I drove across the U.S. 377 bridge, parked in a safe spot, put on my highway safety vest, grabbed three cameras and walked to the center of the bridge over the river. For the record, I don’t recommend this, and I did it as a journalist. I know, I know — do as I say, not as I do, but drivers can get distracted in a moment, and it’s not always easy to see in early morning light.
Sunlight caught the rising fog exactly as I had anticipated, and the scene did not disappoint. I shot it with all three cameras — one with a 300mm lens, one with an 80-200mm lens,and one with a wide angle. All three scenes expressed something slightly different about the scene, and I was glad I lugged all the hardware with me.
How many times has someone come up to me with their phone in hand and started telling me, “I didn’t have my camera with me, but…” They then show me an image they made with their phone that tells only part of the story. Despite constantly improving technology in smartphones, they lack something. Maybe they lack the attitude of a camera.
The lesson is: Always have your camera with you. I know this is easy to say if you’re like me and have had cameras within arm’s reach since I was in high school, but it can really pay off.
I shot this on my way to work this morning, fortuitous that my first assignment required a different route to work than I usually take. I jumped out of my car and half-ran across a mostly-empty four-lane highway to get into position.
I have a revelation for you: the night of January 20 into the very early parts of January 21, all of North America that has clear weather will be able to see, and photograph, a total lunar eclipse. I hope to photograph it myself, as does my wife Abby.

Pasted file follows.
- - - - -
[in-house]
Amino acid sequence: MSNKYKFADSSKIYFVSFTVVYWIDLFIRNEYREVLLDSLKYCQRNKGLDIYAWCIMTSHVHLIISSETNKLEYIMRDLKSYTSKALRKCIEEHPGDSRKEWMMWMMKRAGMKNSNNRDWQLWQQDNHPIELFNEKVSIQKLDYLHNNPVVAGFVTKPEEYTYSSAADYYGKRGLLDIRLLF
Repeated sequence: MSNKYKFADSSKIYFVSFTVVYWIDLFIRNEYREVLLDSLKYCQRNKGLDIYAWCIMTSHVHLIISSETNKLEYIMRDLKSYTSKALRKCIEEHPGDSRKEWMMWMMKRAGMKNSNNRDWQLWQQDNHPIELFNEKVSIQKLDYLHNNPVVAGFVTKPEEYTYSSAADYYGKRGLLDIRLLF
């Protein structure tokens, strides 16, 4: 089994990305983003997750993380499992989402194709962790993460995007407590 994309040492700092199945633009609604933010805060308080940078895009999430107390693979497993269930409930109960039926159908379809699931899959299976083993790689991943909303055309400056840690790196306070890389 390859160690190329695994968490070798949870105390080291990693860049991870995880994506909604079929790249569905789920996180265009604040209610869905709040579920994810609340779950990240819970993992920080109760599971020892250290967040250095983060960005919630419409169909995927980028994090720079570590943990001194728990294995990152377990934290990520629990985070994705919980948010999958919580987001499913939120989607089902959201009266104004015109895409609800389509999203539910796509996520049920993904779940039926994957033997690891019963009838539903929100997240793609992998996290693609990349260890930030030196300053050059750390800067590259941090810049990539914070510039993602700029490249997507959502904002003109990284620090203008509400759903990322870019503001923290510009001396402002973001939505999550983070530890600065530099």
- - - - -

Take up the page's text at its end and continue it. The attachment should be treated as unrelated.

Here are a few tips and tricks…
Longer is better. If you have a telephoto lens, consider that despite its impressive appearance in the sky, the moon is actually quite small, about 0.5 degrees, smaller in apparent size than your fingernail held at arm’s length. To fill up the frame with the moon, you need as much telephoto as you can get. If you have a 300mm, you will probably be disappointed at how small the moon is in the frame. Adding a teleconverter can help, but a cheap teleconverter can rob so much sharpness, the image ends up much worse.
If there is an astronomy club near you, consider joining. You will have shared access to real astronomical telescopes that eclipse (pun intended) photographic lenses.
The moon moves surprisingly fast across the sky. Exposures of more that a few seconds will likely result in the moon appearing as an oval blur instead of an amber disc. Larger apertures and higher ISO settings are your friend, but the next level is to put your camera on a telescope with a drive mechanism that tracks objects across the sky, leaving you free to use lower ISOs and longer shutter speeds for maximum sharpness.
It’s January. It will probably be cold outside. Bundle up. You’ll probably spend some time standing around waiting unless you’re lucky to live in a dark area…
Find a dark area. The full moon is quite bright, but by the time it’s in full eclipse, it might be dim enough that you have trouble locating it; I did a couple of times three years ago. If you are in the city, it might be difficult to get around all the light pollution.